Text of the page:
I don't know but I thought his strikes would hit me if I didn't move lol. He's my mate maybe he wanted to make me look good on my test.
  6. Rock Ape is offline
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    Posted On:
    10/02/2011 8:40pm

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    Quote Originally Posted by Mister View Post
    He's my mate maybe he wanted to make me look good on my test.
    On that very note, do you think he was being overly co-operative with you ?

    I've been really strict with my students in the past regarding gradings and where possible always had yudansha as uke(s) and preferably uke who are not known or overly familiar with those testing.
    "To sin by silence when one should protest makes cowards out of men".

    ~Ella Wheeler
  7. Mister is offline

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    Posted On:
    10/02/2011 8:50pm


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    Quote Originally Posted by Rock Ape View Post
    - Musubi .. Connection with your uke. At times you had far too much distance between you and your uke whilst you were in the process of making your techniques, you've got to capitalise on kuzushi - keeping your uke off balance and you do this principally by maintaining contact with your hips through theirs.
    Can you please provide examples where my distance was too large? (Just a few, please)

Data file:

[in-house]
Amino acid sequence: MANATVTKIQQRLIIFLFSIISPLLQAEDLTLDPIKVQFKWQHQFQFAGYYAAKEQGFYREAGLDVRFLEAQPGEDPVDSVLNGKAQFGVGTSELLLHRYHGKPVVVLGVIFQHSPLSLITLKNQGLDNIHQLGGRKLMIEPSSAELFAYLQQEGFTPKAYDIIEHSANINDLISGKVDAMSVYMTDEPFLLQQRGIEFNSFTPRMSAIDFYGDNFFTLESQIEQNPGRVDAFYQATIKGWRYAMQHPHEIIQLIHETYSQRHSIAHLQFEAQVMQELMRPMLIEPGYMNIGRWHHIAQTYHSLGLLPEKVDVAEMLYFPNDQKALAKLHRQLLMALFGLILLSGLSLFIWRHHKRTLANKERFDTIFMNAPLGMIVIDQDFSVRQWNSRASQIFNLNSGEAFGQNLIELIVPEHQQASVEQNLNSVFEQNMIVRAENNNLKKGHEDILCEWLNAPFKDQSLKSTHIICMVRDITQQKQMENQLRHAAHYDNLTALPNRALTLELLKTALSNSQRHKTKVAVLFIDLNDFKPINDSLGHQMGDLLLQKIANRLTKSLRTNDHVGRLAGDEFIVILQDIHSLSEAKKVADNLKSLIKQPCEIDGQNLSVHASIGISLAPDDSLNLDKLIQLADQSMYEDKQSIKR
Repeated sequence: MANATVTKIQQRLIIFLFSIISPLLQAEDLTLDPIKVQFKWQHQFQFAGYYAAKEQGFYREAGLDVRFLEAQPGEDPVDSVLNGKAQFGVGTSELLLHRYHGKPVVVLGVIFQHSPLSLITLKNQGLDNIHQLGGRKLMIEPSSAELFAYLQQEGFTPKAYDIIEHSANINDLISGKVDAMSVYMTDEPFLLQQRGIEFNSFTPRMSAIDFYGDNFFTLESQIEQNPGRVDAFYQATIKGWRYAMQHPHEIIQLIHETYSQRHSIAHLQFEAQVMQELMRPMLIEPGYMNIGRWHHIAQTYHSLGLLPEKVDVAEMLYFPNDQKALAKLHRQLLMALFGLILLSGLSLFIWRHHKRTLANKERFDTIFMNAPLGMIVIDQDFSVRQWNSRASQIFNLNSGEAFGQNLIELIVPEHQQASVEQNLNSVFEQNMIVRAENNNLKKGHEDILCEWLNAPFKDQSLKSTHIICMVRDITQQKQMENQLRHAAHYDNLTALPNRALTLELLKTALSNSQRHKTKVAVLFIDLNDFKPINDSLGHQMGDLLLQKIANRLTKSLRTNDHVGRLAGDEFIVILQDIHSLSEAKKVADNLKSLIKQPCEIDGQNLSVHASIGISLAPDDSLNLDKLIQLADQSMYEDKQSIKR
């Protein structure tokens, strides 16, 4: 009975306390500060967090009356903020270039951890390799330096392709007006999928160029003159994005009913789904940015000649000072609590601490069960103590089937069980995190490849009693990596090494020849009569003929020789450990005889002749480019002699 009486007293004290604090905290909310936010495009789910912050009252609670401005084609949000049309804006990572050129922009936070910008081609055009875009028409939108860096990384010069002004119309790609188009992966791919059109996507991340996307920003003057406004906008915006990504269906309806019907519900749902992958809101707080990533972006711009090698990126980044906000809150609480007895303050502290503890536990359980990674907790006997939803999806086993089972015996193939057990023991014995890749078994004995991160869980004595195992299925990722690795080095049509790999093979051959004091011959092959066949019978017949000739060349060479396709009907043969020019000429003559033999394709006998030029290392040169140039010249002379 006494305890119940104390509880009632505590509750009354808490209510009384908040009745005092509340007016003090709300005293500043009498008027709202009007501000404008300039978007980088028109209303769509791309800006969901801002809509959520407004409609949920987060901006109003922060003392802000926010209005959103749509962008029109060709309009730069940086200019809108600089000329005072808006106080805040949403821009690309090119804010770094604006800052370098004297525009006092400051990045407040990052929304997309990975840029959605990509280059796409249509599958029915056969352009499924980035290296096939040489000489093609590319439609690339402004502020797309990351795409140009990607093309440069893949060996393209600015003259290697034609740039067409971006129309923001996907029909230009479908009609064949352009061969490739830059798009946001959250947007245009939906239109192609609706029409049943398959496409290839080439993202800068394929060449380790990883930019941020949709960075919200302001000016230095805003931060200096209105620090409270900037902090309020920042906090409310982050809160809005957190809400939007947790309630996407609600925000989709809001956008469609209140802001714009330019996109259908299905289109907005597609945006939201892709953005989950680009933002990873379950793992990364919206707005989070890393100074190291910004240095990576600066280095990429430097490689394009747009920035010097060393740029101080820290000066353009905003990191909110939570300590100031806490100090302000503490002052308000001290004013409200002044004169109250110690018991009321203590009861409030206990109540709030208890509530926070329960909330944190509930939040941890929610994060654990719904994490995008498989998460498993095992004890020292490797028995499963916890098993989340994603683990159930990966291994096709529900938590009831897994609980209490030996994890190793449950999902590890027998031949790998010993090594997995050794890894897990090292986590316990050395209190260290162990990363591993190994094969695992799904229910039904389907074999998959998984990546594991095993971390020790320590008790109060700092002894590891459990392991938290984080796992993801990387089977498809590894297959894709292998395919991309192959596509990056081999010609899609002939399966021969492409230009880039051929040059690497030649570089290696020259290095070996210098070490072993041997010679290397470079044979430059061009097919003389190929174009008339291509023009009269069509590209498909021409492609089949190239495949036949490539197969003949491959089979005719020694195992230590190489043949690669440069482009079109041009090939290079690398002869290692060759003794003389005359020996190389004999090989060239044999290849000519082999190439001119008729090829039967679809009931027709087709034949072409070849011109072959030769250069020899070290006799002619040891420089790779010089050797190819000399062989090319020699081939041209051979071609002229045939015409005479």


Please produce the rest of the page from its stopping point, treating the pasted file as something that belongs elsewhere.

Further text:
Quote Originally Posted by Rock Ape View Post
    - Atemi .. Yes I saw you making gestures and what I saw was typical of most aikido training however, regardless of how slow or basic you wish to break a technique down, KUZUSHI begins with atemi. Over emphasis what atemi you use and don't be stopped by uke putting his had up in front of his face - PUSH PAST IT and make him react accordingly.
    You are absolutely right I have been told this before and I will try my best.

    Quote Originally Posted by Rock Ape View Post
    - Awase .. you have to continually work on your ability to match your taisabaki with uke's momentum - be in the right place at the right time
    Does that mean I must start moving the moment Uke attacks? For example with Katadori techniques and Katatedori I waited a little for myself to settle in. That was wrong right?

    Quote Originally Posted by Rock Ape View Post
    - Hanmi .. polish your posture through a lot of hard work, the more fatigued you get, the worse your posture becomes, it's almost always the first aspect of what you train for which goes to rat **** when your gassing... Good solid body posture is the foundation of the technique you're looking to apply, if the foundation is weak, so will the technique.